How do I get out of this potential roommate situation?

Help me Fortune Cookie! I’m currently apartment hunting with two other people for a three bedroom place. But I’m having second thoughts. You see, one of those friends has a minimum wage part time job, and school is making it very hard for them to find more work. I’m afraid they won’t make enough to keep up with the rent and utilities. They’re both good friends, and I don’t want to make anyone feel bad, but I really want to start looking for two-bedroom places with my other friend. What do I do?


You can’t sit with us.

04-08-13-41-59 / 31


Hello Diner. You’re preparing a bitter recipe for hurt feelings, which is probably why you placed this Order. Your original plan makes sense. It’s very easy to get together and think about all the great times you’ll share as roommates. But then the stagnant stench of reality fills the room, and soon you’re choking to get out. That’s why promising flirtations become unanswered messages. That’s why idealistic policies become comic strip fodder.

Your friend’s feelings are going to be hurt–especially if you keep your other friend as a roommate. You humans are so averse to being left out that it doesn’t matter who’s doing the rejecting. Researchers found that even when members of the KKK excluded someone in a game, that person was just as distressed when someone they liked acted this way. [1] Keep in mind, these are all adults.

I can’t say how long people stay mad, or whether they fully forgive everyone, but your new living situation will be a constant reminder that you two once left them out. That would be hard to get over.

“That’s fine, Fortune Cookie,” you might say. “Thanks for the guilt trip. Now what do I do?”

Of course, Diner. We couldn’t leave it at that. There would be no repeat customers! The simplistic solution would be to just tell the truth and have them be mad at you–possibly even ending the friendship, but you specifically said in your Order: “no hurt feelings.”

Avoiding hurt feelings is a little more challenging–like making gluten-free fortune cookies: harder to chew and a little off. Apologies, Diner, we’ll try our best to cater to what you can stomach.

If it’s about finances, you can help your friend make the same conclusion you did–that they just can’t afford it in the long run without major changes. Put together a budget and show them what’s the long term financial expectation. You don’t have to start with, “I don’t think you can afford it.” Instead, start fresh with all three of you seeing what apartments you can afford with everything split evenly, limiting costs to what your low-earning friend can pay long-term. The available choices may surprise all three of you. Your friend may realize their expectations are a little high, or the places you all can afford aren’t really that bad.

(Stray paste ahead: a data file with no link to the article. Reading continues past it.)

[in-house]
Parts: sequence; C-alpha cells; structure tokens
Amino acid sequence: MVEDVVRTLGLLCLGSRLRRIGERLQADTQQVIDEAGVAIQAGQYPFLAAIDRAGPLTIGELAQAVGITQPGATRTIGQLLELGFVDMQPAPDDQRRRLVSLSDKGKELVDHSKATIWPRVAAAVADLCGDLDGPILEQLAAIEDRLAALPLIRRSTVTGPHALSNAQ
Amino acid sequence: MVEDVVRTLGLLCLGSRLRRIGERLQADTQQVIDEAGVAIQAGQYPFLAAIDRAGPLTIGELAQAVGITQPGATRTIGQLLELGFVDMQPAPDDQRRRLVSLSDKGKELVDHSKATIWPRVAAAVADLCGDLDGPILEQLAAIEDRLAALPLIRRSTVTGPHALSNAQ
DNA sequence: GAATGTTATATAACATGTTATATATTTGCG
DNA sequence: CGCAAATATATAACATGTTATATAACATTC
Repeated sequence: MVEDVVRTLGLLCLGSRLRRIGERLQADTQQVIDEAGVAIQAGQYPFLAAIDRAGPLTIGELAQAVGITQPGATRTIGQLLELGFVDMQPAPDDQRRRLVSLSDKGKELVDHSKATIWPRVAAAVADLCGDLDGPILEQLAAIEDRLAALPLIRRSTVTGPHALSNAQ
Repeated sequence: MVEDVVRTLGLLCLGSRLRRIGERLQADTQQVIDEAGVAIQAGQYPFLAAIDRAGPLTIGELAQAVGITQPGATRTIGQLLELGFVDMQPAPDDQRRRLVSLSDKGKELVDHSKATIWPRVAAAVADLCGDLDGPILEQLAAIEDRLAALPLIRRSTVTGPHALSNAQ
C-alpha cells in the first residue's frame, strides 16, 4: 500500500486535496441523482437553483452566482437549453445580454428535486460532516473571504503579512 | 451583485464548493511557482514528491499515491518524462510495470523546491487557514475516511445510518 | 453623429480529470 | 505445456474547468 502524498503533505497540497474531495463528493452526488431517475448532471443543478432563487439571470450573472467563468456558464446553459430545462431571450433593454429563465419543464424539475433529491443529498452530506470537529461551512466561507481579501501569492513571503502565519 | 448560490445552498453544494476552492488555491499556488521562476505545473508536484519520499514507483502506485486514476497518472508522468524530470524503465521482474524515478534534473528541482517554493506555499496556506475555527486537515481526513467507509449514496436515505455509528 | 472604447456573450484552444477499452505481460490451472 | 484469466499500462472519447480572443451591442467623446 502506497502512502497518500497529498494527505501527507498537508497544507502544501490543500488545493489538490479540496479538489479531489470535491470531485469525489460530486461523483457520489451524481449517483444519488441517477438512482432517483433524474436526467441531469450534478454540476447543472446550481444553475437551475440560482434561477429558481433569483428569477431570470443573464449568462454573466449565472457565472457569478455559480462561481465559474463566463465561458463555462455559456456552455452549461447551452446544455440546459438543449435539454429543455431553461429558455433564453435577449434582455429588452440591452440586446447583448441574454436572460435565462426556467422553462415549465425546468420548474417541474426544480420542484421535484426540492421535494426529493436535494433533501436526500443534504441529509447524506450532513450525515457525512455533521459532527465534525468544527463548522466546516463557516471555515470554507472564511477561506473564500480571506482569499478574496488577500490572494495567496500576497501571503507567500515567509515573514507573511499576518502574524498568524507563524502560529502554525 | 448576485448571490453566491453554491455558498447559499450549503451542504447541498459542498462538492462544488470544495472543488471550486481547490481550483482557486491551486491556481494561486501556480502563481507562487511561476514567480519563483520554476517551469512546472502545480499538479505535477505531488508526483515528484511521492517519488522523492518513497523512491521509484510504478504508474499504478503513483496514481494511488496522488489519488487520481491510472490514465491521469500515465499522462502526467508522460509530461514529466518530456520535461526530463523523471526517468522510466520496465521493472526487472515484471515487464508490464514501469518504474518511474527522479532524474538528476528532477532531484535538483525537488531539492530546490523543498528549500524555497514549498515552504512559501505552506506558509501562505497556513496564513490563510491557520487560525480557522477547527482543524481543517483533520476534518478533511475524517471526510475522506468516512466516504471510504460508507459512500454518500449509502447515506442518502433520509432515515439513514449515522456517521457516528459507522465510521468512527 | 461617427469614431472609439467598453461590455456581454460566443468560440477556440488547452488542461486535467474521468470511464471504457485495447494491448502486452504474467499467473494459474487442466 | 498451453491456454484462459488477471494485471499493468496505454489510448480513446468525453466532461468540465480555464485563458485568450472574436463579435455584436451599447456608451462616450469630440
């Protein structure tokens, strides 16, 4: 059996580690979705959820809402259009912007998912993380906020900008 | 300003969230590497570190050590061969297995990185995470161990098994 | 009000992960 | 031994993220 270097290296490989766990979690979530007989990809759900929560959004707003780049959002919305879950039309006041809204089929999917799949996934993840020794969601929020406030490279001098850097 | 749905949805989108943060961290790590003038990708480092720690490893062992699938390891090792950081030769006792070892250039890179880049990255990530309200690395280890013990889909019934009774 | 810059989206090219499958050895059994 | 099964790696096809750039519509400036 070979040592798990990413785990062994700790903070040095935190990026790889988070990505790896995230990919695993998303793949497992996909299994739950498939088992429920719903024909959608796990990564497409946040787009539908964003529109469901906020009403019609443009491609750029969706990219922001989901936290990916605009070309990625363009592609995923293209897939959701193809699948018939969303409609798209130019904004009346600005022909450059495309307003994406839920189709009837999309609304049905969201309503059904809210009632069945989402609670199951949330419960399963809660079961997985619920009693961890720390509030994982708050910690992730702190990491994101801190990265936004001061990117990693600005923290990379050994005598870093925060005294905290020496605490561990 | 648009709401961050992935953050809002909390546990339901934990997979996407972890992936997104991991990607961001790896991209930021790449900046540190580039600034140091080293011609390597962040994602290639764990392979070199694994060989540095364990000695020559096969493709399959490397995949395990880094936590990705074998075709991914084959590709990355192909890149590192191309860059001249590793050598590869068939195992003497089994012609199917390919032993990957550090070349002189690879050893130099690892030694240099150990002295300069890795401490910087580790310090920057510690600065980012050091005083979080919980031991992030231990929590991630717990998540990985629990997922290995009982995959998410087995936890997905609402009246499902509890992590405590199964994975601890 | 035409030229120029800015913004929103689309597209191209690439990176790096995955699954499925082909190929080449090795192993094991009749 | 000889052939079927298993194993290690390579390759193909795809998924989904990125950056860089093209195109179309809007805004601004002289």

But if the apartments really are that bad, and it came down to safety or just wanting a better standard of living, you would just have to be honest. At best your friend would understand and voluntarily remove themselves from the arrangement. At worst, it would seem less personal or unreasonable.

Ask yourself again why you want out. If it’s because you don’t like the person enough, telling them that truth would reset your relationship to a more honest one. In the long run, you’ll save yourself the tiring effort of having to deal with someone incompatible with you.

To be the most fair and least offensive to this friend, you will have to turn down both friends.

Part of your human experience is to go through uncomfortable situations and learn how to negotiate them with more finesse and nuance next time. Whatever happens, you’ll come out better in the end–hurt feelings or otherwise. Good luck, Diner.

References:

[1] Gonsalkorale, K., & Williams, K. D. (2007). The KKK won’t let me play: Ostracism even by a despised outgroup hurts. European Journal of Social Psychology, 37(6), 1176-1186.